• "There's plenty of room in front for driver and front-seat passenger, and the rear seat can accommodate three people (although they might be snug), making the Challenger the only muscle car deserving of that claim." -- Kelley Blue Book (2016)
  • "The Challenger's cabin redeems itself in back, where rear occupants will be treated to perhaps the most spacious back seat in any mass-market coupe. There's sedanlike room back there, plain and simple. Other sporty coupes just can't touch it." -- Autotrader (2016)

Interior Features

Standard features in the Challenger include dual-zone automatic climate control, a rearview camera, and the Uconnect infotainment system with a 7-inch touch screen, Bluetooth, Apple CarPlay, Android Auto, integrated voice command, and two USB ports.

Available features include a power sunroof, satellite radio, a six- or nine-speaker Alpine audio system, an 18-speaker Harman Kardon audio system, blind spot monitoring, rear cross traffic alert, forward collision warning, rear parking sensors, and an upgraded Uconnect system with an 8.4-inch touch screen and navigation.

Unlike previous model years, the 2018 Challenger comes standard with Apple CarPlay and Android Auto, giving you an easy way to sync your smartphone with your vehicle. The Uconnect infotainment system now comes standard with a 7-inch touch screen (it was 5 inches in previous years), but it’s still as responsive and easy to use as ever.

See 2018 Dodge Challenger specs »

  • "Controls consist of a combination of knobs and buttons that are large and easy to use. Some functions are tucked away in the touchscreen, but otherwise it's one of the most user-friendly interfaces in the industry." -- Edmunds
  • "Alas, the Challenger's cockpit is otherwise as dull as the exterior is delightful. Visually linked to the awful dashboard in the previous-generation Charger sedan, the Challenger's dashboard looks simplistic and outdated compared to the new Charger's stylized dash. Materials have improved over the years, but again, the new Charger does it better." -- Autotrader (2016)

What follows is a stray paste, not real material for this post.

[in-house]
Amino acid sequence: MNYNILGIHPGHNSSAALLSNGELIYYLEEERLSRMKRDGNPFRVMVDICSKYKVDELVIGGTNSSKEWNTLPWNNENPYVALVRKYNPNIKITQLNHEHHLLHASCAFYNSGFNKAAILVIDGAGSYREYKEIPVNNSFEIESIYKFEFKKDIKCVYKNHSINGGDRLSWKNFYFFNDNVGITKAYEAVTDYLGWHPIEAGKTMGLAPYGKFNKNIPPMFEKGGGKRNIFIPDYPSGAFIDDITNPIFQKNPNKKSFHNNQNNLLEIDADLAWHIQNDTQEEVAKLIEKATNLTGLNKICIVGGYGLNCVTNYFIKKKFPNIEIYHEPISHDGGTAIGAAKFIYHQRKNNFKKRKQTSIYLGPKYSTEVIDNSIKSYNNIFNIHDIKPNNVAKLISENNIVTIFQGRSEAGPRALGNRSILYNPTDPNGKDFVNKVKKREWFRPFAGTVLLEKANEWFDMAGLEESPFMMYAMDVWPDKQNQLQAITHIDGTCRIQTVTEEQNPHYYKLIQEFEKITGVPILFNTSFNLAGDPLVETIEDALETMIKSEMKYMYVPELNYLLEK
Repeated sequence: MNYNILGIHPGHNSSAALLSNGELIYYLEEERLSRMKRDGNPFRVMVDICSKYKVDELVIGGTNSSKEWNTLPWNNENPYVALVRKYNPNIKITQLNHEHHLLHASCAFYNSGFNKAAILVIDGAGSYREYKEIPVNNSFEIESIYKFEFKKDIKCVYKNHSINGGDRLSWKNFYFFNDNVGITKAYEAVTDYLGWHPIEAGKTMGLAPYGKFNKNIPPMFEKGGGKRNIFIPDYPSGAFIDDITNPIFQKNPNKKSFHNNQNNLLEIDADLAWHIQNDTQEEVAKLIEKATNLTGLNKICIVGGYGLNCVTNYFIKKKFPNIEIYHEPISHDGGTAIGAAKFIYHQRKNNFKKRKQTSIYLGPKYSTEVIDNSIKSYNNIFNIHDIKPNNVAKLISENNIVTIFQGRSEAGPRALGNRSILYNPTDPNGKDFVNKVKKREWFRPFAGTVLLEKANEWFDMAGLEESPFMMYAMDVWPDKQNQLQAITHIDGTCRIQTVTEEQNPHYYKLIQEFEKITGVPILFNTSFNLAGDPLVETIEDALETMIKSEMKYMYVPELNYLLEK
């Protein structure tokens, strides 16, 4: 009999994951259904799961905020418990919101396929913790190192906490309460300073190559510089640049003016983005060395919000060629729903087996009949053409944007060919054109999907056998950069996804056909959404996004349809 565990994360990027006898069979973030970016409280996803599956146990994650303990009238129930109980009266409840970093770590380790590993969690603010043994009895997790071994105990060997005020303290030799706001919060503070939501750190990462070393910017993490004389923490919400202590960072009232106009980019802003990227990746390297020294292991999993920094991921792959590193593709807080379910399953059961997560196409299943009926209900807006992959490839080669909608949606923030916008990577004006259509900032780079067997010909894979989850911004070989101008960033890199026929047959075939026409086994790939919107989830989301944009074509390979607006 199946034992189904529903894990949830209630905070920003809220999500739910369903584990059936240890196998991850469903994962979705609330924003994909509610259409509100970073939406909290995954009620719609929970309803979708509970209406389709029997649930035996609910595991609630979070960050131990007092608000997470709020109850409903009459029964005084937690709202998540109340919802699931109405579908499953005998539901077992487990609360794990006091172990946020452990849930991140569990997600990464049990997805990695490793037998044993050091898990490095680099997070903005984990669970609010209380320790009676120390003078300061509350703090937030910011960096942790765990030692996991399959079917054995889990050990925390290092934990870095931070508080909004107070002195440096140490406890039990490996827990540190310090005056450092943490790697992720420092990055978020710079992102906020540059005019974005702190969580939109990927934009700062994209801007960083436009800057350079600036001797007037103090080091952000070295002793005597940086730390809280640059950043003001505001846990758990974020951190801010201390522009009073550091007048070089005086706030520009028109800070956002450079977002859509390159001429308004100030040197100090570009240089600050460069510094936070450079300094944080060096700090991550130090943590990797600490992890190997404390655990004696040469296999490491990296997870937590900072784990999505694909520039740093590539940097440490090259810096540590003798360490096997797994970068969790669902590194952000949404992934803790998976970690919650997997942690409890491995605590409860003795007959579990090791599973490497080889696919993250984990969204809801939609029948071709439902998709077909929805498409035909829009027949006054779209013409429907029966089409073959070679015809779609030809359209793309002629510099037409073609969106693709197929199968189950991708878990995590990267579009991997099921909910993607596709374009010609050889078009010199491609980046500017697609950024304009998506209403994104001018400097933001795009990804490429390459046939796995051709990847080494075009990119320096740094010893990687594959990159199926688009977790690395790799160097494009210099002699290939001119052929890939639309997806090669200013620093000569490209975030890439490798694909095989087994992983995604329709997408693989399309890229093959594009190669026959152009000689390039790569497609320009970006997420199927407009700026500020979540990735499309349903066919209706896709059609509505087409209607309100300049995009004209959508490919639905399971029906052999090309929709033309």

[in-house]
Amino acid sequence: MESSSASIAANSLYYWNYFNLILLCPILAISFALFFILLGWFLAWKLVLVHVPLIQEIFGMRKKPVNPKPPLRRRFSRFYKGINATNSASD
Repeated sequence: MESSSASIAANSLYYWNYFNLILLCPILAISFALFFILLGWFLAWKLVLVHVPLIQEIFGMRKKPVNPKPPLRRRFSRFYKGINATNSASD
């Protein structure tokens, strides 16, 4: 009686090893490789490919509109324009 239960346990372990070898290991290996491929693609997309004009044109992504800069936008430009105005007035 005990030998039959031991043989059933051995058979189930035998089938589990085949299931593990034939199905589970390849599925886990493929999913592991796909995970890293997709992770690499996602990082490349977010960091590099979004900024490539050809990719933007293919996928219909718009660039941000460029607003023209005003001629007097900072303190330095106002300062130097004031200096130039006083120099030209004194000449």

• "In the center of the instrument panel is the touch screen that we've liked in other Dodge and Chrysler vehicles. The retro-style gauges for tach and speedometer look fantastic, and there's a sharp-display TFT screen nestled between the two." -- Kelley Blue Book (2016)

Cargo

The Challenger’s 16.2-cubic-foot trunk is huge by sports car standards (and would be a respectable total for a large sedan as well). The rear seats fold down to provide space for larger or longer items. The only problem with the trunk is the high liftover height, which can cause problems when you’re loading something heavy.

  • "Coupes aren't generally known for a spacious cargo area, but the Challenger boasts a trunk that puts the Mustang and Camaro to shame. Cargo measurements are just slightly smaller than those of the Charger sedan." -- Edmunds (2017)
  • The trunk is surprisingly large and useful, despite a pretty high liftover." -- Kelley Blue Book (2016)
  • Trunk liftover is quite high and the opening narrows between the taillights. The flat, wide trunk floor is not particularly long. Rear seats fold, but not with a smooth transition from the trunk floor." -- Consumer Guide (2015)